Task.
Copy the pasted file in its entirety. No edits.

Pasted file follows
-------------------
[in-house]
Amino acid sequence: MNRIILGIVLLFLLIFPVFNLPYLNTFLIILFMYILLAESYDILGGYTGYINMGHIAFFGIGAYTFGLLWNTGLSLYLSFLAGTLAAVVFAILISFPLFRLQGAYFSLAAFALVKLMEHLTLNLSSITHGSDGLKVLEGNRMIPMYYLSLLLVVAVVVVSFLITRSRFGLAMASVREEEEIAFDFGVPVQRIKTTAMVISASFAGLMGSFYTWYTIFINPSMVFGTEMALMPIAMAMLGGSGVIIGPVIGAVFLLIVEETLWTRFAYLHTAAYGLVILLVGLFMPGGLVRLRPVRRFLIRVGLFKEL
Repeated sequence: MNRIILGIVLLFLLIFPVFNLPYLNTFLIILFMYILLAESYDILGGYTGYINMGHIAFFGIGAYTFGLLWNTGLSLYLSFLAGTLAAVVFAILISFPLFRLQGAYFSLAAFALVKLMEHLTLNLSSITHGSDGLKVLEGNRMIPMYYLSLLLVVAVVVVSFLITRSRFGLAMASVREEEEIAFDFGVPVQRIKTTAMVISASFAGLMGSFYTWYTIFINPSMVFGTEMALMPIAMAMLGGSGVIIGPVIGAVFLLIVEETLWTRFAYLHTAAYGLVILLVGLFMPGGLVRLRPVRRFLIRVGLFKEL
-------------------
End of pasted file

[in-house]
Amino acid sequence: MNRIILGIVLLFLLIFPVFNLPYLNTFLIILFMYILLAESYDILGGYTGYINMGHIAFFGIGAYTFGLLWNTGLSLYLSFLAGTLAAVVFAILISFPLFRLQGAYFSLAAFALVKLMEHLTLNLSSITHGSDGLKVLEGNRMIPMYYLSLLLVVAVVVVSFLITRSRFGLAMASVREEEEIAFDFGVPVQRIKTTAMVISASFAGLMGSFYTWYTIFINPSMVFGTEMALMPIAMAMLGGSGVIIGPVIGAVFLLIVEETLWTRFAYLHTAAYGLVILLVGLFMPGGLVRLRPVRRFLIRVGLFKEL
Repeated sequence: MNRIILGIVLLFLLIFPVFNLPYLNTFLIILFMYILLAESYDILGGYTGYINMGHIAFFGIGAYTFGLLWNTGLSLYLSFLAGTLAAVVFAILISFPLFRLQGAYFSLAAFALVKLMEHLTLNLSSITHGSDGLKVLEGNRMIPMYYLSLLLVVAVVVVSFLITRSRFGLAMASVREEEEIAFDFGVPVQRIKTTAMVISASFAGLMGSFYTWYTIFINPSMVFGTEMALMPIAMAMLGGSGVIIGPVIGAVFLLIVEETLWTRFAYLHTAAYGLVILLVGLFMPGGLVRLRPVRRFLIRVGLFKEL